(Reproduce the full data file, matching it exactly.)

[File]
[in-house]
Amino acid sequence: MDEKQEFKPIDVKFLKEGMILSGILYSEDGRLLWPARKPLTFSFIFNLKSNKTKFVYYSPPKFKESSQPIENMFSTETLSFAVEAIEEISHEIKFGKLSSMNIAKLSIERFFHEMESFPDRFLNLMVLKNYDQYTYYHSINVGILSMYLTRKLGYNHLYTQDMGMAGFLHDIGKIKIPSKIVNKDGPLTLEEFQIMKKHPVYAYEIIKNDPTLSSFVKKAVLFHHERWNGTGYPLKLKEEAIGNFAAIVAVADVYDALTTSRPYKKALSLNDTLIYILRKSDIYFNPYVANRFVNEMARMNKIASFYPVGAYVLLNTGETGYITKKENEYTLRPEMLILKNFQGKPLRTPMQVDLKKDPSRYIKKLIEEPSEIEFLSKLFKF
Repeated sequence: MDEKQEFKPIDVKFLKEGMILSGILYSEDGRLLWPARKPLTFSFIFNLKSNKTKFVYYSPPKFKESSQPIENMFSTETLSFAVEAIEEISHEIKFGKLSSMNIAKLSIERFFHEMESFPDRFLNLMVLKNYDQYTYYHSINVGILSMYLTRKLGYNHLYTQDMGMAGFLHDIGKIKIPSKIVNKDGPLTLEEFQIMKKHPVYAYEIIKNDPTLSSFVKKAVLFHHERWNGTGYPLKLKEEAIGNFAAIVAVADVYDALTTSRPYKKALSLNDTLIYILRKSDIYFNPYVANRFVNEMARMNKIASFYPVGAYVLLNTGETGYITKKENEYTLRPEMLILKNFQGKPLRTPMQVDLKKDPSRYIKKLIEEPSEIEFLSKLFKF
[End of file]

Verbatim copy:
[in-house]
Amino acid sequence: MDEKQEFKPIDVKFLKEGMILSGILYSEDGRLLWPARKPLTFSFIFNLKSNKTKFVYYSPPKFKESSQPIENMFSTETLSFAVEAIEEISHEIKFGKLSSMNIAKLSIERFFHEMESFPDRFLNLMVLKNYDQYTYYHSINVGILSMYLTRKLGYNHLYTQDMGMAGFLHDIGKIKIPSKIVNKDGPLTLEEFQIMKKHPVYAYEIIKNDPTLSSFVKKAVLFHHERWNGTGYPLKLKEEAIGNFAAIVAVADVYDALTTSRPYKKALSLNDTLIYILRKSDIYFNPYVANRFVNEMARMNKIASFYPVGAYVLLNTGETGYITKKENEYTLRPEMLILKNFQGKPLRTPMQVDLKKDPSRYIKKLIEEPSEIEFLSKLFKF
Repeated sequence: MDEKQEFKPIDVKFLKEGMILSGILYSEDGRLLWPARKPLTFSFIFNLKSNKTKFVYYSPPKFKESSQPIENMFSTETLSFAVEAIEEISHEIKFGKLSSMNIAKLSIERFFHEMESFPDRFLNLMVLKNYDQYTYYHSINVGILSMYLTRKLGYNHLYTQDMGMAGFLHDIGKIKIPSKIVNKDGPLTLEEFQIMKKHPVYAYEIIKNDPTLSSFVKKAVLFHHERWNGTGYPLKLKEEAIGNFAAIVAVADVYDALTTSRPYKKALSLNDTLIYILRKSDIYFNPYVANRFVNEMARMNKIASFYPVGAYVLLNTGETGYITKKENEYTLRPEMLILKNFQGKPLRTPMQVDLKKDPSRYIKKLIEEPSEIEFLSKLFKF